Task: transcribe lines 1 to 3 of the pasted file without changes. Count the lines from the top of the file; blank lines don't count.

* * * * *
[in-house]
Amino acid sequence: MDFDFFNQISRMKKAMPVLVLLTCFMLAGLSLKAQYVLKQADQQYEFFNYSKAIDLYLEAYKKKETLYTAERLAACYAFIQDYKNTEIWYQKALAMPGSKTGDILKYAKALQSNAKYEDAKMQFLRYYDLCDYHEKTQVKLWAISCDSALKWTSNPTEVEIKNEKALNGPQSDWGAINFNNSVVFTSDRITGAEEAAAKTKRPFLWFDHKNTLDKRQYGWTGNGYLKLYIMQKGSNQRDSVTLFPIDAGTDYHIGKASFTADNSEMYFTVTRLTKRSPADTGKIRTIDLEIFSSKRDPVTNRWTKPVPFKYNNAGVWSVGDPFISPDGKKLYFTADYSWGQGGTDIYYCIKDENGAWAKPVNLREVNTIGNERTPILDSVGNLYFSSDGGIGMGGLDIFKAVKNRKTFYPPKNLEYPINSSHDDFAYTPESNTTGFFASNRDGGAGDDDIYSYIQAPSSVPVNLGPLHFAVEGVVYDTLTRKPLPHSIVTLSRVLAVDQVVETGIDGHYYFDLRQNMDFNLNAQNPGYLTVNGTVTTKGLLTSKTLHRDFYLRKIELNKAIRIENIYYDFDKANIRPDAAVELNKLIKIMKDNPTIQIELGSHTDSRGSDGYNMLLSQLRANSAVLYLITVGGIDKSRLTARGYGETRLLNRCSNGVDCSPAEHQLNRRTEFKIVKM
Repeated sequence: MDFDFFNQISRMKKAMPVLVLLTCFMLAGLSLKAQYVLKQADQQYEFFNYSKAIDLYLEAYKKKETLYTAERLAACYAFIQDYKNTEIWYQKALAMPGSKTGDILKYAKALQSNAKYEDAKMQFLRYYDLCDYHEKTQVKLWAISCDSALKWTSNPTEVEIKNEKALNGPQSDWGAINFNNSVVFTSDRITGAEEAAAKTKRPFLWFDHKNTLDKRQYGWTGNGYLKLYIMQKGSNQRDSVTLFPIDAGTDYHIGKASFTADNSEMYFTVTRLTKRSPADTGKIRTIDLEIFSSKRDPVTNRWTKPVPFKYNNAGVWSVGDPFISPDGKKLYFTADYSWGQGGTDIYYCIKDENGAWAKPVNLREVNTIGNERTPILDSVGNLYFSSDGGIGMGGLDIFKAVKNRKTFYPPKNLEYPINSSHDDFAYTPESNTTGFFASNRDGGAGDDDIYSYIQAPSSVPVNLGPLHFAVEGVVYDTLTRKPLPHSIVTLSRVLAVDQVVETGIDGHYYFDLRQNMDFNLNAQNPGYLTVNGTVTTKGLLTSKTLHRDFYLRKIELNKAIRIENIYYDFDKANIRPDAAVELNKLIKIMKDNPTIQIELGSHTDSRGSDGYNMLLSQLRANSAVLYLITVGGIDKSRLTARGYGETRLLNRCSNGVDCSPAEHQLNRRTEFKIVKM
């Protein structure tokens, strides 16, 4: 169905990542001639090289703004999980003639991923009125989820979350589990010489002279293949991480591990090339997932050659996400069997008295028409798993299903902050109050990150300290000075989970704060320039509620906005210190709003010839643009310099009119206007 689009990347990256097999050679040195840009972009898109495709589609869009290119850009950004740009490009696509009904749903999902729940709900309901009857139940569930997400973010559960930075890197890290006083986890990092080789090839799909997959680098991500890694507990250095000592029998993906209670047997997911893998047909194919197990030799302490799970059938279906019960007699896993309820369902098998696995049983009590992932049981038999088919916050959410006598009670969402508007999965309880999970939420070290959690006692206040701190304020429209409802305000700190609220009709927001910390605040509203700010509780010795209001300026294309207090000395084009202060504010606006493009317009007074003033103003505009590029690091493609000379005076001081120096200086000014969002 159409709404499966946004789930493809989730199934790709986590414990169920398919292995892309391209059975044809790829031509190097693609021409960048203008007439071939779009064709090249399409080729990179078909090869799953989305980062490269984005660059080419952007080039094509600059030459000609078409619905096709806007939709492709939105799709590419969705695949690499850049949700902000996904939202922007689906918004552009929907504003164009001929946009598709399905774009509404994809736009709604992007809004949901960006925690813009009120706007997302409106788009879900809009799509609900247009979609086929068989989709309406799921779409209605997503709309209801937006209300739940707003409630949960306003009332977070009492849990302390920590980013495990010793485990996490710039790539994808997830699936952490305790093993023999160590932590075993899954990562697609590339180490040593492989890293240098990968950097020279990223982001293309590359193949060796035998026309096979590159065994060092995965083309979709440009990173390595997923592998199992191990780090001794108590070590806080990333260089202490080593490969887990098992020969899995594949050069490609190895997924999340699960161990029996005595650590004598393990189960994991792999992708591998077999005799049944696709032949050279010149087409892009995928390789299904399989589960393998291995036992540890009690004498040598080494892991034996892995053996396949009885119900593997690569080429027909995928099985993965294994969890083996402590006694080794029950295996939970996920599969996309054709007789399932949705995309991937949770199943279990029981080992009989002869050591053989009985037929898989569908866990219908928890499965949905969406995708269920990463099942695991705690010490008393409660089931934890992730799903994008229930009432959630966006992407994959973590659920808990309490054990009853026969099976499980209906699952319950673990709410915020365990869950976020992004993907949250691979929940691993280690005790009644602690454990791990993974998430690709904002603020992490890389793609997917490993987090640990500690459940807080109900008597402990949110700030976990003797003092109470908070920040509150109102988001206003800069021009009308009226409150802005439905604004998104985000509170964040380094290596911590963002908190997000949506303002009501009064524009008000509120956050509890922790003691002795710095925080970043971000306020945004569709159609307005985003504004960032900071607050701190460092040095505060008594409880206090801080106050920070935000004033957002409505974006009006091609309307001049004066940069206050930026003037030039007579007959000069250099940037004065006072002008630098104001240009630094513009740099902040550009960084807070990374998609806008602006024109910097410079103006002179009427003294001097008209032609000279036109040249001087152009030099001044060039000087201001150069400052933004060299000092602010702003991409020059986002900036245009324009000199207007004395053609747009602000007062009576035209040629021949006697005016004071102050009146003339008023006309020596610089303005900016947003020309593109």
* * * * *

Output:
[in-house]
Amino acid sequence: MDFDFFNQISRMKKAMPVLVLLTCFMLAGLSLKAQYVLKQADQQYEFFNYSKAIDLYLEAYKKKETLYTAERLAACYAFIQDYKNTEIWYQKALAMPGSKTGDILKYAKALQSNAKYEDAKMQFLRYYDLCDYHEKTQVKLWAISCDSALKWTSNPTEVEIKNEKALNGPQSDWGAINFNNSVVFTSDRITGAEEAAAKTKRPFLWFDHKNTLDKRQYGWTGNGYLKLYIMQKGSNQRDSVTLFPIDAGTDYHIGKASFTADNSEMYFTVTRLTKRSPADTGKIRTIDLEIFSSKRDPVTNRWTKPVPFKYNNAGVWSVGDPFISPDGKKLYFTADYSWGQGGTDIYYCIKDENGAWAKPVNLREVNTIGNERTPILDSVGNLYFSSDGGIGMGGLDIFKAVKNRKTFYPPKNLEYPINSSHDDFAYTPESNTTGFFASNRDGGAGDDDIYSYIQAPSSVPVNLGPLHFAVEGVVYDTLTRKPLPHSIVTLSRVLAVDQVVETGIDGHYYFDLRQNMDFNLNAQNPGYLTVNGTVTTKGLLTSKTLHRDFYLRKIELNKAIRIENIYYDFDKANIRPDAAVELNKLIKIMKDNPTIQIELGSHTDSRGSDGYNMLLSQLRANSAVLYLITVGGIDKSRLTARGYGETRLLNRCSNGVDCSPAEHQLNRRTEFKIVKM
Repeated sequence: MDFDFFNQISRMKKAMPVLVLLTCFMLAGLSLKAQYVLKQADQQYEFFNYSKAIDLYLEAYKKKETLYTAERLAACYAFIQDYKNTEIWYQKALAMPGSKTGDILKYAKALQSNAKYEDAKMQFLRYYDLCDYHEKTQVKLWAISCDSALKWTSNPTEVEIKNEKALNGPQSDWGAINFNNSVVFTSDRITGAEEAAAKTKRPFLWFDHKNTLDKRQYGWTGNGYLKLYIMQKGSNQRDSVTLFPIDAGTDYHIGKASFTADNSEMYFTVTRLTKRSPADTGKIRTIDLEIFSSKRDPVTNRWTKPVPFKYNNAGVWSVGDPFISPDGKKLYFTADYSWGQGGTDIYYCIKDENGAWAKPVNLREVNTIGNERTPILDSVGNLYFSSDGGIGMGGLDIFKAVKNRKTFYPPKNLEYPINSSHDDFAYTPESNTTGFFASNRDGGAGDDDIYSYIQAPSSVPVNLGPLHFAVEGVVYDTLTRKPLPHSIVTLSRVLAVDQVVETGIDGHYYFDLRQNMDFNLNAQNPGYLTVNGTVTTKGLLTSKTLHRDFYLRKIELNKAIRIENIYYDFDKANIRPDAAVELNKLIKIMKDNPTIQIELGSHTDSRGSDGYNMLLSQLRANSAVLYLITVGGIDKSRLTARGYGETRLLNRCSNGVDCSPAEHQLNRRTEFKIVKM